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Elizabeth Catlett
Man

1975/2003

About the Item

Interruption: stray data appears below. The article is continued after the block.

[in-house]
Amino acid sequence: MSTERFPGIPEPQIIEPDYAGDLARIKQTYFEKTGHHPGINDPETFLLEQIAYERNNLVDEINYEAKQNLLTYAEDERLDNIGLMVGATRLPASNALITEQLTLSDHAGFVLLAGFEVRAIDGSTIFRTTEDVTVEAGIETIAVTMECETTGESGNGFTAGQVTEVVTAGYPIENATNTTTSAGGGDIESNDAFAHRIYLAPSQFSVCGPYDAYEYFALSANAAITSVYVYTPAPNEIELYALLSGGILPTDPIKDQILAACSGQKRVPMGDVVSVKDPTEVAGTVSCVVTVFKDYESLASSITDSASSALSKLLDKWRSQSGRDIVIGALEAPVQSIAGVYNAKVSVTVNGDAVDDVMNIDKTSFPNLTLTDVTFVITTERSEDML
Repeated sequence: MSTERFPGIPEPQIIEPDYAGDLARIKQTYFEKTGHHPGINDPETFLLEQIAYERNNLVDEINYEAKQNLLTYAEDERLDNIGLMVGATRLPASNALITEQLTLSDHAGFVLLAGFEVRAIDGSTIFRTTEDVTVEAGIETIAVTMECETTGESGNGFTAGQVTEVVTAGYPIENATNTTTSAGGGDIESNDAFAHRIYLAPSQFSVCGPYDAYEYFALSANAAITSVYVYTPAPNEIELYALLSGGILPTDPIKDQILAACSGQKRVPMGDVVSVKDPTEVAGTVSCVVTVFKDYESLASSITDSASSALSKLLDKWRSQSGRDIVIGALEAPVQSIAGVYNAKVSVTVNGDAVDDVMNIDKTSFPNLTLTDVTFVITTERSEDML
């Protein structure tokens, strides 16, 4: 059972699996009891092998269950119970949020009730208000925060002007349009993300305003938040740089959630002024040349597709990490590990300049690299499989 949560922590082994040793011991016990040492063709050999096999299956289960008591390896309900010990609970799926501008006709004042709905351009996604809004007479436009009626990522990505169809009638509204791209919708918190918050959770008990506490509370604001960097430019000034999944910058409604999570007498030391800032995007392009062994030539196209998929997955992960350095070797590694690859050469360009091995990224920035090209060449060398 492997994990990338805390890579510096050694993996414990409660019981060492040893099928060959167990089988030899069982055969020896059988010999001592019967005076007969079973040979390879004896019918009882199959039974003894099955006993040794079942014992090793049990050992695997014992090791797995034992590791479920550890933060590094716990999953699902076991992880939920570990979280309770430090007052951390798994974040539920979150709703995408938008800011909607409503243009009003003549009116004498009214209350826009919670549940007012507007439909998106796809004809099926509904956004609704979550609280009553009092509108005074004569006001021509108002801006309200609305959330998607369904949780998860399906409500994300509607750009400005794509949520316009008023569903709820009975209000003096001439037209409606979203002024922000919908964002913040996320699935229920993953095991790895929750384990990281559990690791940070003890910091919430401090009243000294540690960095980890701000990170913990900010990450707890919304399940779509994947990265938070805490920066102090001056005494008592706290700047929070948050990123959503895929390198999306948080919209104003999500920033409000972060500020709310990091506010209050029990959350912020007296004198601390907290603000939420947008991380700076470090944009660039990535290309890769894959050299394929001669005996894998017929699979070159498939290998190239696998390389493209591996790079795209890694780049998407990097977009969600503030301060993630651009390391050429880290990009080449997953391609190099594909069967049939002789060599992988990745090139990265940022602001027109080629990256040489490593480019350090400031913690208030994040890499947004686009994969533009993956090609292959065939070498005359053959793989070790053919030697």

Elizabeth Catlett “Man” 1975 (The Print Club of Cleveland Publication Number 83, 2005) Woodcut and Color Linocut Printed in 2003 at JK Fine Art Editions Co., Union City, New Jersey Signed and Dated By The Artist Lower Right Titled Lower Left Ed. of 250 Image Size: approx 18 x 12 inches Elizabeth Catlett (1915-2012) is regarded as one of the most important women artists and African American artists of our time. She believed art could affect social change and that she should be an agent for that change: “I have always wanted my art to service black people—to reflect us, to relate to us, to stimulate us, to make us aware of our potential.” As an artist and an activist, Catlett highlighted the dignity and courage of motherhood, poverty, and the working class, returning again and again to the subject she understood best—African American women. The work below, entitled, “Man”, is "carved from a block of wood, chiseled like a relief. Catlett, a sculptor as well as a printmaker, carves figures out of wood, and so is extremely familiar with this material. For ‘Man’ she exploits the grain of the wood, allowing to to describe the texture of the skin and form vertical striations, almost scarring the image. Below this intense, three-dimensional visage parades seven boys, printed repetitively from a single linoleum block in a “rainbow roll” that changes from gold to brown. This row of brightly colored figures with bare feet, flat like a string of paper dolls, raise their arms toward the powerful depiction of the troubled man above.” Biography: Elizabeth Catlett (1915-2012) Known for abstract sculpture in bronze and marble as well as prints and paintings, particularly depicting the female figure, Elizabeth Catlett is unique for distilling African American, Native American, and Mexican art in her work. She is "considered by many to be the greatest American black sculptor". . .(Rubinstein 320) Catlett was born in Washington D.C. and later became a Mexican citizen, residing in Cuernavaca Morelos, Mexico. She spent the last 35 years of her life in Mexico. Her father, a math teacher at Tuskegee Institute in Alabama, died before she was born, but the family, including her working mother, lived in the relatively commodious home of his family in DC. Catlett received a Bachelor of Arts degree from Howard University, where there was much discussion about whether or not black artists should depict their own heritage or embrace European modernism. She earned a Master of Fine Arts degree in 1940 from the University of Iowa, where she had gone to study with Grant Wood, Regionalist* painter. His teaching dictum was "paint what you know best," and this advice set her on the path of dealing with her own background. She credits Wood with excellent teaching and deep concern for his students, but she had a problem during that time of taking classes from him because black students were not allowed housing in the University's dormitories. Following graduation in 1940, she became Chair of the Art Department at Dillard University in New Orleans. There she successfully lobbied for life classes with nude models, and gained museum admission to black students at a local museum that to that point, had banned their entrance. That same year, her painting Mother and Child, depicting African-American figures won her much recognition. From 1944 to 1946, she taught at the George Washington Carver School, an alternative community school in Harlem that provided instruction for working men and women of the city. From her experiences with these people, she did a series of paintings, prints, and sculptures with the theme "I Am a Negro Woman." In 1946, she received a Rosenwald Fellowship*, and she and her artist husband, Charles White, traveled to Mexico where she became interested in the Mexican working classes. In 1947, she settled permanently in Mexico where she, divorced from White, married artist Francisco Mora. The couple had three children. From 1958 to 1973, she became the first woman professor of sculpture and later Chair of the department of sculpture at the National School of Fine Arts, Mexico. There she also did much printmaking, which she found an affordable medium for reaching the masses of people and produced images of African-American and Mexican working class women. Source: Charlotte Streifer Rubinstein, American Women Artists Added note: Elizabeth Catlett died at the age of 96 on April 2, 2012 at her home in Cuernavaca, Mexico. (Obituary. Chicago Tribune April 4, 2012)
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